Russia-linked advanced persistent threat (ATP) actors Tomiris and Turla appear to be cooperating at least at a minimum level. The information comes from Russian cybersecurity firm Kaspersky.
Also tracked as Snake, Venomous Bear, Krypton, and Waterbug, and associated with the use of the ComRAT malware, Turla has been active since at least 2006 and is believed to have ties with the Russian government.
Tomiris, on the other hand, is a relatively new hacking group that was initially detailed in 2021, but which remains active to this date, mainly targeting government and diplomatic entities in the Commonwealth of Independent States (CIS) countries, for intelligence gathering.
Over the course of three malicious campaigns between 2021 and 2023, Tomiris was seen using DNS hijacking as a delivery method, employing Telegram channels for command-and-control (C&C) purposes, and using multiple ‘burner’ implants, along with commercial or open source RATs on occasion.
The main characteristic of Tomiris, Kaspersky says, is the building of implants (downloaders, backdoors, and information stealers) in various programming languages and cycling through them until one evades detection and is successfully executed on the victim’s systems.
Malicious tools observed in Tomiris attacks include: Tomiris downloader, download scheduler, .NET downloader and implant, SBZ filestealer, Telemiris backdoor, Roopy stealer, JLORAT backdoor, JLOGRAB stealer, RATel open source RAT, Python Meterpreter loader, and Warzone commercial RAT.
In January 2023, Mandiant detailed a Turla attack against a Ukrainian organization, in which an older Andromeda sample was used for malware delivery. The attack led to the KopiLuwak dropper being used to infect the victim with the TunnusSched/QuietCanary backdoor.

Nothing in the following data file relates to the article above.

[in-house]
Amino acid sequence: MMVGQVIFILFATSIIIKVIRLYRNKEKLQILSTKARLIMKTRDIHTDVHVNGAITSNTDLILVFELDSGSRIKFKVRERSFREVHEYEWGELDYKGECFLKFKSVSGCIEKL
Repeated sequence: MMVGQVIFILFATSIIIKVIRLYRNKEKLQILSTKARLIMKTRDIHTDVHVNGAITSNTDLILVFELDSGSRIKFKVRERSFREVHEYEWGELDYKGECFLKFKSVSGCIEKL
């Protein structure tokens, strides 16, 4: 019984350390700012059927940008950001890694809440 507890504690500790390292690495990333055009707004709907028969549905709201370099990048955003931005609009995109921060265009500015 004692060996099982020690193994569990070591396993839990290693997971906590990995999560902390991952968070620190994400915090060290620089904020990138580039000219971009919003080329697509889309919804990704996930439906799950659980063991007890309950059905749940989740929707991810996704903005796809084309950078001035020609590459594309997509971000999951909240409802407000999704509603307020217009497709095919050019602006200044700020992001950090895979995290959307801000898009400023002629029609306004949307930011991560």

Now, Kaspersky says it has identified a TunnusSched sample that was delivered to a government target in the CIS region in September 2022 using Tomiris’s Telemiris backdoor. A Python Meterpreter loader, and the JLORAT and Roopy malware families were also dropped on the victim’s systems via Telemiris.
Used in attacks for more than seven years, KopiLuwak has been historically associated with Turla. Starting in 2019, Kaspersky says, TunnusSched was added to the KopiLuwak toolset along with several other malware families, and continued to be used as such in 2022 as well.
However, the toolset no longer appears to be exclusive to Turla, and Kaspersky believes that the TunnusSched usage in the Mandiant-analyzed attack against the Ukrainian organization was, in fact, part of a Tomiris operation, and not Turla activity.
“We believe with medium-to-high confidence that both TunnusSched and KopiLuwak are being leveraged by Tomiris. Additionally, we cannot rule out Tomiris having used KopiLuwak as early as 2019, conducting operations that may have been wrongly attributed to Turla back then,” Kaspersky says.
However, the cybersecurity firm notes that, despite the sharing of tools and expertise, Turla and Tomiris are two separate groups, characterized by different tradecrafts, and that they should be treated as such.
“We hope to alert the community to the dangers of using KopiLuwak and TunnusSched to link cyberattacks to Turla. To the best of our knowledge, this toolset is currently shared between Tomiris and Turla and we cannot rule out that more actors outside our purview have access to it. We expect the attribution of this cluster of activities to remain unclear for the near future,” Kaspersky concludes.
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